Myanmar court puts off Suu Kyi verdict till Aug 11
YANGON: A Myanmar court today postponed its verdict in the internationally condemned trial of Aung San Suu Kyi until August 11, adding to uncertainty over the ruling junta’s plans for the democracy icon.
Lawyers for the Nobel laureate said the judges announced they needed time to review the case, in which Suu Kyi faces up to five years in jail on charges of violating her house arrest after an American swam to her lakeside home.
“I believe they really have serious legal problems,” her lawyer Nyan Win told reporters after the brief court hearing at Yangon’s notorious Insein prison.
“I do not want to say anything regarding politics. But could it be because of pressure from the the UN or others? We do not know exactly but there might be something,” he added. The 64-year-old Suu Kyi had thanked diplomats for attending the hearing and told them that the outcome of the case “mainly depends on the rule of law,” said Nyan Win, who is also the spokesman for her National League for Democracy.
Critics have accused Myanmar’s iron-fisted generals of using the intrusion by US national John Yettaw as an excuse to keep the opposition leader locked up during elections that are due in 2010.
But the regime has appeared increasingly rattled by international outrage over the case, and despite widespread fears of a guilty verdict diplomats have speculated that the court may opt for a lesser sentence of house arrest.Suu Kyi’s international legal counsel, Jared Genser, said the latest postponement in the two-and-a-half-month trial was another attempt by the military government to deflect foreign criticism.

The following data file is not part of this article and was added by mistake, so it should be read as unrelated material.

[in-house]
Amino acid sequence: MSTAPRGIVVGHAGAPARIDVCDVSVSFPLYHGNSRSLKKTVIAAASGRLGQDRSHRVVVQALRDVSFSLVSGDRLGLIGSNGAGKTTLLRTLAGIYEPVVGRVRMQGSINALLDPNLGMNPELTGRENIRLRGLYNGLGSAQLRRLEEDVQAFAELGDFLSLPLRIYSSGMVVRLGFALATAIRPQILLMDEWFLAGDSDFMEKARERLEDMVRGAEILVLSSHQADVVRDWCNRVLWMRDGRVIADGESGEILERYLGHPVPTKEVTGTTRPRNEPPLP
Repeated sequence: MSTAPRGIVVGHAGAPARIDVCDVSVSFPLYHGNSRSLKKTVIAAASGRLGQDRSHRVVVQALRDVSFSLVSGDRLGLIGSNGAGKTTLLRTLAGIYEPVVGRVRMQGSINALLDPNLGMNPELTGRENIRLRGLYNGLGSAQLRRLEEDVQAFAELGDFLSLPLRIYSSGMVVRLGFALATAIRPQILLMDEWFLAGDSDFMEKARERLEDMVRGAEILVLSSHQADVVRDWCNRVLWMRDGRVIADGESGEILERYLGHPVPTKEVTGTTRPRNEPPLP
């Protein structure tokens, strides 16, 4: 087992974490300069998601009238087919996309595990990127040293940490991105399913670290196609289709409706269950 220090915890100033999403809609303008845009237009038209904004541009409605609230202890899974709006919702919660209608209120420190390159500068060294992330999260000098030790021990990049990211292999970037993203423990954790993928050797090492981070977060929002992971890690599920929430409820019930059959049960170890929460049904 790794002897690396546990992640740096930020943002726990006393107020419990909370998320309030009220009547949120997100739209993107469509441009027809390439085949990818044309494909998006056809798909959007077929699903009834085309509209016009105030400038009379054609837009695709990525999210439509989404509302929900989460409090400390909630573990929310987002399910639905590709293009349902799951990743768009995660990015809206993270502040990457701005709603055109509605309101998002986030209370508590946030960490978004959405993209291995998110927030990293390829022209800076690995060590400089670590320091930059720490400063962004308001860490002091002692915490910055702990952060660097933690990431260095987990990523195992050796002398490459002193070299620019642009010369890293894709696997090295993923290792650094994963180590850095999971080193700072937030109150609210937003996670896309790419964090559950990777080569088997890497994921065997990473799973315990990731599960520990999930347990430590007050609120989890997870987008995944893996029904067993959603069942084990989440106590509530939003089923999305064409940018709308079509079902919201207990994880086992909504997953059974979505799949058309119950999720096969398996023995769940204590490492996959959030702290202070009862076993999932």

“It is in some ways a smart move — push off the verdict until the middle of August when numerous government and United Nations officials around the world will be on vacation,” Genser said in a statement. “But it remains to be seen whether this ploy will work or if anticipation will be heightened in the run-up to the issuance of the verdict.”
Riot police surrounded the prison on Friday and police trucks patrolled the city following warnings in the junta-controlled state media that protests against a guilty verdict would not be tolerated.